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editorial

Taking care of the roads


May 19, 2011

Sullivan County’s Multi-Municipal Taskforce (MMTF) was formed in 2008 to create a legal framework that will allow towns to ensure that road damage caused by high-traffic activities is paid for by the companies that do the damage—not the taxpayer. Its efforts are now coming close to fruition: on Monday, May 16, copies of the draft GEIS, technical manuals and template laws for the system devised by the legal firm of Whiteman, Osterman, and Hanna and Delta Engineers were mailed to the member towns (Bethel, Callicoon, Cochecton, Delaware, Highland, Lumberland, Rockland and Tusten). The next step is for each individual town board to approve the documents, and make them available to the public. A public hearing will then be held, with the target date being sometime during the week of June 27 to 30. At a taskforce meeting held on May 12, the hope was voiced that there will be a final vote on the laws (each town will hold a separate vote on an identical law) sometime in August.

The project undertaken by the taskforce is stunning in its scope, including not only the environmental considerations of the GEIS, but engineering studies regarding the road capacities in each member town, traffic counts, training of personnel, map creation, the drafting of template laws and more. Some of the work was done by the firms retained by the taskforce; the rest of it has been the responsibility of the member municipalities, who appear to have risen to the occasion admirably.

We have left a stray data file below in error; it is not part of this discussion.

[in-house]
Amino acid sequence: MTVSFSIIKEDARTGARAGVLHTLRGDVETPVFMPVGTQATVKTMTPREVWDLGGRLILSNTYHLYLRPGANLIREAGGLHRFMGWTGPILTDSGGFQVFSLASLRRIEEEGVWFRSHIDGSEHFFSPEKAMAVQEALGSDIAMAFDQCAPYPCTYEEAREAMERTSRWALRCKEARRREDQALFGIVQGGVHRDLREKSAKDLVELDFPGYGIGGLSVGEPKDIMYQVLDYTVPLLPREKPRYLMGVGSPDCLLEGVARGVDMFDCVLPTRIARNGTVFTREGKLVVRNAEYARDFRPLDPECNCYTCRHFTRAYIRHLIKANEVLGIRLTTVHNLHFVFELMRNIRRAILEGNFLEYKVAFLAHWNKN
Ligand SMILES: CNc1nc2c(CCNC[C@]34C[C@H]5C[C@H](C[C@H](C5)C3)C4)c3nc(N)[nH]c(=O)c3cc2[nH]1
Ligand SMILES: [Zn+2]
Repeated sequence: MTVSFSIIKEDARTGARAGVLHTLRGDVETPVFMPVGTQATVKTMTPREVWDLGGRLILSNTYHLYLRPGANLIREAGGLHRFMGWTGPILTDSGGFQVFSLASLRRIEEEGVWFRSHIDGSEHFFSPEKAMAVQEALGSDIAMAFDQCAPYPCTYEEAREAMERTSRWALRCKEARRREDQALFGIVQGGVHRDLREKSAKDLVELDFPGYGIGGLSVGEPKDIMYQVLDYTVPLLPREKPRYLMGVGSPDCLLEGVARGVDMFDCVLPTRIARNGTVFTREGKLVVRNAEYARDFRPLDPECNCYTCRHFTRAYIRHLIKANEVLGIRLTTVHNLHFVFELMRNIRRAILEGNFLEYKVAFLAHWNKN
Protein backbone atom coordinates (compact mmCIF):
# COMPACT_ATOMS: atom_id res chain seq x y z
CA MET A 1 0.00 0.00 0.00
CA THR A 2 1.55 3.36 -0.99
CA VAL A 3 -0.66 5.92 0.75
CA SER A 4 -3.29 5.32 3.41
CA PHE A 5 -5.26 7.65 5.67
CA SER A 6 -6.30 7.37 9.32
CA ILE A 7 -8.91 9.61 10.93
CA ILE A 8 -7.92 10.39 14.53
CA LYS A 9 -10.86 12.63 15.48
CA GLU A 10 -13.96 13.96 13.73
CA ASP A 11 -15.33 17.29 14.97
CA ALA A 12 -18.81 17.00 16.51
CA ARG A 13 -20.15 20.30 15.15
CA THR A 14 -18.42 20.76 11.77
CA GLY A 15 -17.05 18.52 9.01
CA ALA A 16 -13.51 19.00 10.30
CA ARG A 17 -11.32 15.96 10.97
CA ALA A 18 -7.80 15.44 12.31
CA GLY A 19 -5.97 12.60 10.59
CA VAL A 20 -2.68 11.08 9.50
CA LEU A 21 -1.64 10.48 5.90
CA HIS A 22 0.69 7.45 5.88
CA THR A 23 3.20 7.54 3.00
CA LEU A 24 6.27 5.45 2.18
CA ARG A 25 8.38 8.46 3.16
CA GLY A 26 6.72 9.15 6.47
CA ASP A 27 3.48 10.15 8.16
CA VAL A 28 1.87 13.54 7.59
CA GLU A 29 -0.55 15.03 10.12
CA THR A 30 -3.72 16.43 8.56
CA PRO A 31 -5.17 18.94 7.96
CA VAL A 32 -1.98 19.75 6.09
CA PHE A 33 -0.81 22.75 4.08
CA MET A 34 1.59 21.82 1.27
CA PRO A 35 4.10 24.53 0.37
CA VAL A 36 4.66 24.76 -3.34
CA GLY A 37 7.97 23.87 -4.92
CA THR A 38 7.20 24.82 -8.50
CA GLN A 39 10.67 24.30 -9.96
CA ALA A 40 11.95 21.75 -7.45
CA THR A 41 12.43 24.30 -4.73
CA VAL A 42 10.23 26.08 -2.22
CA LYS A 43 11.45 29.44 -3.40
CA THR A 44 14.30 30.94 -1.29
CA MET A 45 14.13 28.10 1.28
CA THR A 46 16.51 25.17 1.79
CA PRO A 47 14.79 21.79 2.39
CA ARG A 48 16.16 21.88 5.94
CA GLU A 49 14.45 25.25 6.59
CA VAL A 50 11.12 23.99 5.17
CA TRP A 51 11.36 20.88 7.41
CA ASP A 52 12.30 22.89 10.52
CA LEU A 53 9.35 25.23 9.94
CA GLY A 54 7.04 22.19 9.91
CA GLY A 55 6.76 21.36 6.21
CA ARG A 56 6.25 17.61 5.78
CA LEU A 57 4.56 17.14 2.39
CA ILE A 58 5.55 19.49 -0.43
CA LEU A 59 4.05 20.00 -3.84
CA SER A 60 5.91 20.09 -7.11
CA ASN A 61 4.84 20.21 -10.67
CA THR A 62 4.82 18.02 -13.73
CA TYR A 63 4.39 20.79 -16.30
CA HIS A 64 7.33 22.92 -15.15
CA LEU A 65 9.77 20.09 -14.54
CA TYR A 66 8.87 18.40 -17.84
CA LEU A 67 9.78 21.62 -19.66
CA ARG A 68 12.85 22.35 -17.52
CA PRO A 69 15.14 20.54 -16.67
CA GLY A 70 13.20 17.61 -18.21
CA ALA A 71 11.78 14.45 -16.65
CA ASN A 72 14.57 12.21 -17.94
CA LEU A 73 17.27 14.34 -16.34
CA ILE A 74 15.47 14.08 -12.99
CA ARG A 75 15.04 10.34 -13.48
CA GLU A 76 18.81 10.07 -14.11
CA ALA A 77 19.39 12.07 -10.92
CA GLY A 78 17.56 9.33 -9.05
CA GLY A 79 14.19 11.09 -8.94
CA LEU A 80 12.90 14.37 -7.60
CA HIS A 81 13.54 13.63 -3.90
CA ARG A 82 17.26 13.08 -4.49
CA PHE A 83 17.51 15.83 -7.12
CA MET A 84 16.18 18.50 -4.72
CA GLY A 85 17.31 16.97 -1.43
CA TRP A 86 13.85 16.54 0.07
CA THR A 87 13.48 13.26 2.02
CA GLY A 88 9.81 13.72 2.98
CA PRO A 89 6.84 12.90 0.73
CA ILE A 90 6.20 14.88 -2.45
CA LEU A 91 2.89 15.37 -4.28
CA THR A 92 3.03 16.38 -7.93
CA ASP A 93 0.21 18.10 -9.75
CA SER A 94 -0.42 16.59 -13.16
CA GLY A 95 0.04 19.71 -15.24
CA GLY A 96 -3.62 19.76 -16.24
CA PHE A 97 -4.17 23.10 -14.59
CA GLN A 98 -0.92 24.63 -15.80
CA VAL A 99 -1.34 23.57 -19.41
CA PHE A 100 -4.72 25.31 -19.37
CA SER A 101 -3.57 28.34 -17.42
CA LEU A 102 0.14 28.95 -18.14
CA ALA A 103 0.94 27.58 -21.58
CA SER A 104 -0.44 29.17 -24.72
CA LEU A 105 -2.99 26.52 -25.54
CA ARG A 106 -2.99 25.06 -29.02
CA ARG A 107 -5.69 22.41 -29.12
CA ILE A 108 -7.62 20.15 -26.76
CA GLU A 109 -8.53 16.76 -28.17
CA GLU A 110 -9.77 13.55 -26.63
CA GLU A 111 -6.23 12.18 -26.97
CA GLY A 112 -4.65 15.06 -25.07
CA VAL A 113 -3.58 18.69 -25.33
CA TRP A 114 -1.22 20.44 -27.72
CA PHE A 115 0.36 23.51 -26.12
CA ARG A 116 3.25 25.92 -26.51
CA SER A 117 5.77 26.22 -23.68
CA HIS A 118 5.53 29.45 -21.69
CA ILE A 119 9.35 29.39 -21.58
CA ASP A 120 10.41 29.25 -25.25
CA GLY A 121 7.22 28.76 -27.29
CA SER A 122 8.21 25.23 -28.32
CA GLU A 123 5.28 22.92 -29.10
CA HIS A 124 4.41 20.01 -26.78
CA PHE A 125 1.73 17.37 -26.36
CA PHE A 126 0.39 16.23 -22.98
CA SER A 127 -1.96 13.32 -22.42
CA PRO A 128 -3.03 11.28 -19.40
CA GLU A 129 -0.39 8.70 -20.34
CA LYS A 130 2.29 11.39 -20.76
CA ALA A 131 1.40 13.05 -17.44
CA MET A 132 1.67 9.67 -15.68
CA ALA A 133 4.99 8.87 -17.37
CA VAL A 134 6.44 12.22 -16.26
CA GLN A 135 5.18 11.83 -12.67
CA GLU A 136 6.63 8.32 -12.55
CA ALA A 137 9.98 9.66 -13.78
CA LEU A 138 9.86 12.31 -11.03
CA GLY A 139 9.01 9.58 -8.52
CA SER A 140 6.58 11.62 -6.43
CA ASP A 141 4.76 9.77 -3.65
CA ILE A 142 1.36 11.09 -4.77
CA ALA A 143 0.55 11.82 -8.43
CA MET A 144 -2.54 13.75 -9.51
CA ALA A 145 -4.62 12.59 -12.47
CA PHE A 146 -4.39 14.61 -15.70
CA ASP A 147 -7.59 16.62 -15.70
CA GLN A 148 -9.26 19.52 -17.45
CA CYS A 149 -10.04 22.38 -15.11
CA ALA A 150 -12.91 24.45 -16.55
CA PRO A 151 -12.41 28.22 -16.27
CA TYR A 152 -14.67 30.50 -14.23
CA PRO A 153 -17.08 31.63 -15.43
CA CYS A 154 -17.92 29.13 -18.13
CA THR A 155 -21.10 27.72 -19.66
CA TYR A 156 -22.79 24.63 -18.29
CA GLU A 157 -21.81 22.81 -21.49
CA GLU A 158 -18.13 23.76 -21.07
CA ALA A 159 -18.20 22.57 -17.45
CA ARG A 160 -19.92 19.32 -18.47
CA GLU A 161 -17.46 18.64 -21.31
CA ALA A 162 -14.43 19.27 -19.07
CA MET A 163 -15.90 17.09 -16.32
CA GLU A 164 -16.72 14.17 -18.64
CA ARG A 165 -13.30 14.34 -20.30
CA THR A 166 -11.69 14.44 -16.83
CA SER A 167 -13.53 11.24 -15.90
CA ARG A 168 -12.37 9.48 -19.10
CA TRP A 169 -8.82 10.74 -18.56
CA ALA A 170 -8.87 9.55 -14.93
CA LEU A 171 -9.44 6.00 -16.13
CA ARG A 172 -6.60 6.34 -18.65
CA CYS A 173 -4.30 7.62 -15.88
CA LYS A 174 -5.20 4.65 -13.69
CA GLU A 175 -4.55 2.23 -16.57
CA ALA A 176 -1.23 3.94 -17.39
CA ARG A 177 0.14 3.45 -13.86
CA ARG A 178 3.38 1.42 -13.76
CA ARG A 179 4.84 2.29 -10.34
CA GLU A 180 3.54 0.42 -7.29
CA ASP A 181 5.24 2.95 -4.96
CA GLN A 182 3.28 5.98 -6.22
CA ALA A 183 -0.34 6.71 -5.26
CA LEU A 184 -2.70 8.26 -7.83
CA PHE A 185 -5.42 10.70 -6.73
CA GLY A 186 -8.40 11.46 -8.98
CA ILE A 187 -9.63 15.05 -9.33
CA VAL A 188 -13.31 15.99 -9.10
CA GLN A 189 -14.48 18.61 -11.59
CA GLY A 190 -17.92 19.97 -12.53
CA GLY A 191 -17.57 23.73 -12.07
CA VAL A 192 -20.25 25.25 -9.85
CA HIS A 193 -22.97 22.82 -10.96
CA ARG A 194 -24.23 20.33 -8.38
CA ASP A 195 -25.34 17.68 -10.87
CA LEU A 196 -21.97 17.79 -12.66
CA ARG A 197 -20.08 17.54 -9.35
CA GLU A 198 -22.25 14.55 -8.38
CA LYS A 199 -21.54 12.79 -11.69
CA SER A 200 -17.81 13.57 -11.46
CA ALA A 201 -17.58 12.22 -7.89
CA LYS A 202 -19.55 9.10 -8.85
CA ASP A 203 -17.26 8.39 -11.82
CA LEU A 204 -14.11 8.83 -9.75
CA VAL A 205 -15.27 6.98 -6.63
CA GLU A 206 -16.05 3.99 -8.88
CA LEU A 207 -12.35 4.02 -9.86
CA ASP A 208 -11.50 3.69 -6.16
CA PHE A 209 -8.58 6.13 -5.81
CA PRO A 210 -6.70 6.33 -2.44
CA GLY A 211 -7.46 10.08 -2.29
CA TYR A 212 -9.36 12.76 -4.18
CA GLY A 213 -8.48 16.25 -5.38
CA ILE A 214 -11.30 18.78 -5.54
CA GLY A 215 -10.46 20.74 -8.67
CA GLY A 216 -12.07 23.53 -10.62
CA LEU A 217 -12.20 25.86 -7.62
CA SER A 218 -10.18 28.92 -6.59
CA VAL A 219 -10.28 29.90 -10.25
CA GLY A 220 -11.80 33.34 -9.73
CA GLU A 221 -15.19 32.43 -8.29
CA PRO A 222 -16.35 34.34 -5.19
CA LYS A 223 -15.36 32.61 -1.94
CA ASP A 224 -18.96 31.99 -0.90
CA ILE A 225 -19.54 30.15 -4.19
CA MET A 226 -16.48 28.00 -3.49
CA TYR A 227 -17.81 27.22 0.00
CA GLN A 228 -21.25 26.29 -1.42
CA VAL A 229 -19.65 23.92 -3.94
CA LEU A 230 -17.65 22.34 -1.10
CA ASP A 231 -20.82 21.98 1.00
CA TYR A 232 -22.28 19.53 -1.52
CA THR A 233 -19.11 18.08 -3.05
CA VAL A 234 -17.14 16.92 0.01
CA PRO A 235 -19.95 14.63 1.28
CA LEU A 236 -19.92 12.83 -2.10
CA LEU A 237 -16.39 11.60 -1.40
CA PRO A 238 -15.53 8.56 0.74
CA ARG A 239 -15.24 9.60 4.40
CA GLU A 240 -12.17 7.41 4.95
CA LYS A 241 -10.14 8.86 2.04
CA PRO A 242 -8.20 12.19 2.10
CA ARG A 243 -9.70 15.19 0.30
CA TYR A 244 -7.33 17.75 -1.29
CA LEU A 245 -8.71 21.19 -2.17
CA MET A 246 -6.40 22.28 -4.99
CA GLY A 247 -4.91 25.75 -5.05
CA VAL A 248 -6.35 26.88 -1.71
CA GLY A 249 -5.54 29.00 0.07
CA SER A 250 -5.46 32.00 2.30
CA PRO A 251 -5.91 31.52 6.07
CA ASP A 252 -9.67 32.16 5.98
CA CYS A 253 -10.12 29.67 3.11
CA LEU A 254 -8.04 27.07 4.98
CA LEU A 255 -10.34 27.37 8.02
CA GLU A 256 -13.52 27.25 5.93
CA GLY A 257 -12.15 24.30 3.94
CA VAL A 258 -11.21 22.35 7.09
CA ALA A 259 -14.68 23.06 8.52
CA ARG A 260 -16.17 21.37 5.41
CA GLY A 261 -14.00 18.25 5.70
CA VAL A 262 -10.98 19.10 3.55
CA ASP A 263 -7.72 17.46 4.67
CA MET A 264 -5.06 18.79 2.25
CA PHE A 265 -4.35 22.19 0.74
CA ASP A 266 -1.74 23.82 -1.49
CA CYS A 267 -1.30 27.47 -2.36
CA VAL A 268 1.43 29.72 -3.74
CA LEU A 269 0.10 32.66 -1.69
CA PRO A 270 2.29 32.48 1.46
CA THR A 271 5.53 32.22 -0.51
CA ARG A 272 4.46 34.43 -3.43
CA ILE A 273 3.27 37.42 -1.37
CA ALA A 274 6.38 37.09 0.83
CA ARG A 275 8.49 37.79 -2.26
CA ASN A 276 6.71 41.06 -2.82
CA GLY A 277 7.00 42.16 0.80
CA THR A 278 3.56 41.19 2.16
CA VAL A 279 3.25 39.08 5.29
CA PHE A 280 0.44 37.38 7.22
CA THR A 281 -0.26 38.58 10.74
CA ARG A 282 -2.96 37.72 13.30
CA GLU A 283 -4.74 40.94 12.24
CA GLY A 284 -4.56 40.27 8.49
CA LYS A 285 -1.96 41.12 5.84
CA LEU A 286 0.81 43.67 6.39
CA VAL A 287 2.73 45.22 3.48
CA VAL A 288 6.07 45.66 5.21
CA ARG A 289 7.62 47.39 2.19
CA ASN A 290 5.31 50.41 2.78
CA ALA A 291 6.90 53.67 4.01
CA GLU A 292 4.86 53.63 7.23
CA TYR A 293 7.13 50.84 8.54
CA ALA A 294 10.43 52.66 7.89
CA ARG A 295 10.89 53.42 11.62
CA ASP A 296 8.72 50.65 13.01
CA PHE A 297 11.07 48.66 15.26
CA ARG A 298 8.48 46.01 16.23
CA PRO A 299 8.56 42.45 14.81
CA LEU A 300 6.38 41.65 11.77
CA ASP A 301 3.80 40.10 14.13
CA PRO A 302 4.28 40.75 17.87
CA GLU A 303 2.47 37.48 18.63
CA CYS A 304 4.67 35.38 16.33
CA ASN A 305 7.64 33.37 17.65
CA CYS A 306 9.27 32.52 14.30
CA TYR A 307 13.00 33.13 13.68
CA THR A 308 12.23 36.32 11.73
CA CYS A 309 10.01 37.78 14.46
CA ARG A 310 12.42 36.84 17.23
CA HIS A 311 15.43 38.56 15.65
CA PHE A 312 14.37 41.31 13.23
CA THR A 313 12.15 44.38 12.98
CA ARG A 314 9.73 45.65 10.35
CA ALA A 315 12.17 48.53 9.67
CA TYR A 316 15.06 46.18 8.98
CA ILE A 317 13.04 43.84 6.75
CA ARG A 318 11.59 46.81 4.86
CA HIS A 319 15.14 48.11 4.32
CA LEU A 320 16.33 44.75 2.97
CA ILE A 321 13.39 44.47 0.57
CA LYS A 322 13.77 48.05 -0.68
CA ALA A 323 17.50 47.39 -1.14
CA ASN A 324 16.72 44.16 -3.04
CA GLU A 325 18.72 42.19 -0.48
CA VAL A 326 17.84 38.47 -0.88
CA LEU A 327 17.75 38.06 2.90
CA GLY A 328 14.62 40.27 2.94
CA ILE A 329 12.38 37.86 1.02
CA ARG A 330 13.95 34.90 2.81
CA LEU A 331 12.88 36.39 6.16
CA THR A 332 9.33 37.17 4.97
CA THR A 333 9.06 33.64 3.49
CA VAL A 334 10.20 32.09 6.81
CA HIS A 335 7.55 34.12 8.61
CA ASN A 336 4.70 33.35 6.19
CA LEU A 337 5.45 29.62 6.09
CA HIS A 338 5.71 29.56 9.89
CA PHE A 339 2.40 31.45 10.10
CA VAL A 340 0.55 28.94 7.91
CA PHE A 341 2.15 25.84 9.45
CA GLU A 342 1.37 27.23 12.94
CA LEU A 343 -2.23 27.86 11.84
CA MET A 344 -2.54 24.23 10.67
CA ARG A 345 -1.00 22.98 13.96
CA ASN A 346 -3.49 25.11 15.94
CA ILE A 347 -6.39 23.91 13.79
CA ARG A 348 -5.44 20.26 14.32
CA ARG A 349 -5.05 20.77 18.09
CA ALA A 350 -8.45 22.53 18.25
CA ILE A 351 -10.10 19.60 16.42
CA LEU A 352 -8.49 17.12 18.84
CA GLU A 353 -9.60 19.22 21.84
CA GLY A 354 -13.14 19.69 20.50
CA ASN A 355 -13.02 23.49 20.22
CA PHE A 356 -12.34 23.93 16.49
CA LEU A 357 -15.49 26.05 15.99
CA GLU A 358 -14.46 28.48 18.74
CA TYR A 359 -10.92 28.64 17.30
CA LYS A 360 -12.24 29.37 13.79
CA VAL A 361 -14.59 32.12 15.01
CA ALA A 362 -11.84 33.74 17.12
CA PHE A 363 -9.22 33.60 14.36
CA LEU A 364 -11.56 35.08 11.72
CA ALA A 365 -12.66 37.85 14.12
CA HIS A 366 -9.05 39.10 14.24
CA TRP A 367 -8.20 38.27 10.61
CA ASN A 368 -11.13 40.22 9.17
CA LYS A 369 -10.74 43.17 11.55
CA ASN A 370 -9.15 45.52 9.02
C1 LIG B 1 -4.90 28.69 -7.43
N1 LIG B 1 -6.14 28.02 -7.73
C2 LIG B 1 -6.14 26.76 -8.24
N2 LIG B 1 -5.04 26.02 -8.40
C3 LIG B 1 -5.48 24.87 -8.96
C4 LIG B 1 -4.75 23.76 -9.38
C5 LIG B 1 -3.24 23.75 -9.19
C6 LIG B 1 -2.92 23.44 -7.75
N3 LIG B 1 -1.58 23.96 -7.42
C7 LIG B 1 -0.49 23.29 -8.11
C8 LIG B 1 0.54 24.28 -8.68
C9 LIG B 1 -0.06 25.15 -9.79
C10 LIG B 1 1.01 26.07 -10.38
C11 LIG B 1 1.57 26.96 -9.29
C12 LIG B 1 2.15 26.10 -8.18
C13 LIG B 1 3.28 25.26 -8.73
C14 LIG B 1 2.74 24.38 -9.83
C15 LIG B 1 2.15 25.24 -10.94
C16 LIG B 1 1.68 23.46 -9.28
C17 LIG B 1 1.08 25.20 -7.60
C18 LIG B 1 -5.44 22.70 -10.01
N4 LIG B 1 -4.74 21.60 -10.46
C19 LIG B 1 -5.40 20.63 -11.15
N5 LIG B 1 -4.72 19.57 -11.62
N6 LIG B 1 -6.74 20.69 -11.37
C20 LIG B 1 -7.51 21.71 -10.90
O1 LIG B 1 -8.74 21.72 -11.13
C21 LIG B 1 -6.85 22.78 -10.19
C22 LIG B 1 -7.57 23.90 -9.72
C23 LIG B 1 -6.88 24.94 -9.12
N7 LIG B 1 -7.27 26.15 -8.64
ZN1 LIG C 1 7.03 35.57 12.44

Most importantly, the manuals and template laws delivered to the taskforce spell out in specific detail the steps and procedures the towns must undertake in order to identify those road users who should be liable for repairs if the roads suffer undue damage, and to draw up effective bonding agreements with them. Probably the biggest stumbling block to devising such a system was to come up with a screening system that distinguishes traffic that is really causing excessive damage to roads—for example, trucks associated with major new industrial projects like the Millennium Pipeline or natural gas drilling—from traditional traffic by equally heavy vehicles like milk trucks, lumber trucks and local construction vehicles. Essential to the existing economy and already factored into existing highway budgets, most of these belong to small local businesses that wouldn’t be able to afford the bonds. The MMTF finds a way to protect this traffic using a screen that combines measures of weight and frequency.